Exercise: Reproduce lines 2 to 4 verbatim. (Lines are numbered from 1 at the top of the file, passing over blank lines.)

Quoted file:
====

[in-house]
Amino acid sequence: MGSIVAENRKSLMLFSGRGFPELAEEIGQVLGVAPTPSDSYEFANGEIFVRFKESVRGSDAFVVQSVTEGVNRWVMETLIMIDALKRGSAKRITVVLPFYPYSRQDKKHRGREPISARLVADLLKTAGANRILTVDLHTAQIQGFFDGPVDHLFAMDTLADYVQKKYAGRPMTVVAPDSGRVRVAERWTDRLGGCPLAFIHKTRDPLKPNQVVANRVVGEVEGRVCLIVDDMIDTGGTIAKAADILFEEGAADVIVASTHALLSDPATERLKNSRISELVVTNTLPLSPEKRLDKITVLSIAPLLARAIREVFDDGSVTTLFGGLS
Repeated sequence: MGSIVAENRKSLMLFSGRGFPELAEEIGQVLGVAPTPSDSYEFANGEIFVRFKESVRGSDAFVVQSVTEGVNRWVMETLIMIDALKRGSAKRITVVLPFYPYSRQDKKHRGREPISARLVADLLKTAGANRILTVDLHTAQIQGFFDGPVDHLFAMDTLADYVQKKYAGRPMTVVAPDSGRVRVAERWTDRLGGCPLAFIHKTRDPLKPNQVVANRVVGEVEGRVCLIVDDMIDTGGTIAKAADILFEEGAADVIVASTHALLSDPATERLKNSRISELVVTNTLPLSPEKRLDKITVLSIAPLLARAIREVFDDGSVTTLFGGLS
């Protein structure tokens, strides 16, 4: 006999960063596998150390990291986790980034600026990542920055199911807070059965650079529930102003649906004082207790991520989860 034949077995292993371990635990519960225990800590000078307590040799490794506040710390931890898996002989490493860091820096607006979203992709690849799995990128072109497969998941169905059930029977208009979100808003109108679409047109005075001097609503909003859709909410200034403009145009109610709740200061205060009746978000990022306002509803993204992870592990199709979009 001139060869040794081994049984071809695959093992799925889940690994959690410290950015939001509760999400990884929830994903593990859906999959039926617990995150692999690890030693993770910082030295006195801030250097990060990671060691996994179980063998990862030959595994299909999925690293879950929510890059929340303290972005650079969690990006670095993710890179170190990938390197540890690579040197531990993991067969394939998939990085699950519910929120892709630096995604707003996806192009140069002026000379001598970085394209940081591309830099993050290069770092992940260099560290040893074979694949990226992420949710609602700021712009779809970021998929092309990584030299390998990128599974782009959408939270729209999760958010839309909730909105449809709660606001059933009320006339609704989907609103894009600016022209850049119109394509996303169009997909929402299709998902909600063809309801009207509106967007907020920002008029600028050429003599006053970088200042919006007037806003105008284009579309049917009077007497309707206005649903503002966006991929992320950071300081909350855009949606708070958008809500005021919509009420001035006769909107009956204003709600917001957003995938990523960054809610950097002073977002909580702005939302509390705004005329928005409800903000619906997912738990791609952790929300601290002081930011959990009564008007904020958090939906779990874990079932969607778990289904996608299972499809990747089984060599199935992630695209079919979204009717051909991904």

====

Amino acid sequence: MGSIVAENRKSLMLFSGRGFPELAEEIGQVLGVAPTPSDSYEFANGEIFVRFKESVRGSDAFVVQSVTEGVNRWVMETLIMIDALKRGSAKRITVVLPFYPYSRQDKKHRGREPISARLVADLLKTAGANRILTVDLHTAQIQGFFDGPVDHLFAMDTLADYVQKKYAGRPMTVVAPDSGRVRVAERWTDRLGGCPLAFIHKTRDPLKPNQVVANRVVGEVEGRVCLIVDDMIDTGGTIAKAADILFEEGAADVIVASTHALLSDPATERLKNSRISELVVTNTLPLSPEKRLDKITVLSIAPLLARAIREVFDDGSVTTLFGGLS
Repeated sequence: MGSIVAENRKSLMLFSGRGFPELAEEIGQVLGVAPTPSDSYEFANGEIFVRFKESVRGSDAFVVQSVTEGVNRWVMETLIMIDALKRGSAKRITVVLPFYPYSRQDKKHRGREPISARLVADLLKTAGANRILTVDLHTAQIQGFFDGPVDHLFAMDTLADYVQKKYAGRPMTVVAPDSGRVRVAERWTDRLGGCPLAFIHKTRDPLKPNQVVANRVVGEVEGRVCLIVDDMIDTGGTIAKAADILFEEGAADVIVASTHALLSDPATERLKNSRISELVVTNTLPLSPEKRLDKITVLSIAPLLARAIREVFDDGSVTTLFGGLS
């Protein structure tokens, strides 16, 4: 006999960063596998150390990291986790980034600026990542920055199911807070059965650079529930102003649906004082207790991520989860 034949077995292993371990635990519960225990800590000078307590040799490794506040710390931890898996002989490493860091820096607006979203992709690849799995990128072109497969998941169905059930029977208009979100808003109108679409047109005075001097609503909003859709909410200034403009145009109610709740200061205060009746978000990022306002509803993204992870592990199709979009 001139060869040794081994049984071809695959093992799925889940690994959690410290950015939001509760999400990884929830994903593990859906999959039926617990995150692999690890030693993770910082030295006195801030250097990060990671060691996994179980063998990862030959595994299909999925690293879950929510890059929340303290972005650079969690990006670095993710890179170190990938390197540890690579040197531990993991067969394939998939990085699950519910929120892709630096995604707003996806192009140069002026000379001598970085394209940081591309830099993050290069770092992940260099560290040893074979694949990226992420949710609602700021712009779809970021998929092309990584030299390998990128599974782009959408939270729209999760958010839309909730909105449809709660606001059933009320006339609704989907609103894009600016022209850049119109394509996303169009997909929402299709998902909600063809309801009207509106967007907020920002008029600028050429003599006053970088200042919006007037806003105008284009579309049917009077007497309707206005649903503002966006991929992320950071300081909350855009949606708070958008809500005021919509009420001035006769909107009956204003709600917001957003995938990523960054809610950097002073977002909580702005939302509390705004005329928005409800903000619906997912738990791609952790929300601290002081930011959990009564008007904020958090939906779990874990079932969607778990289904996608299972499809990747089984060599199935992630695209079919979204009717051909991904």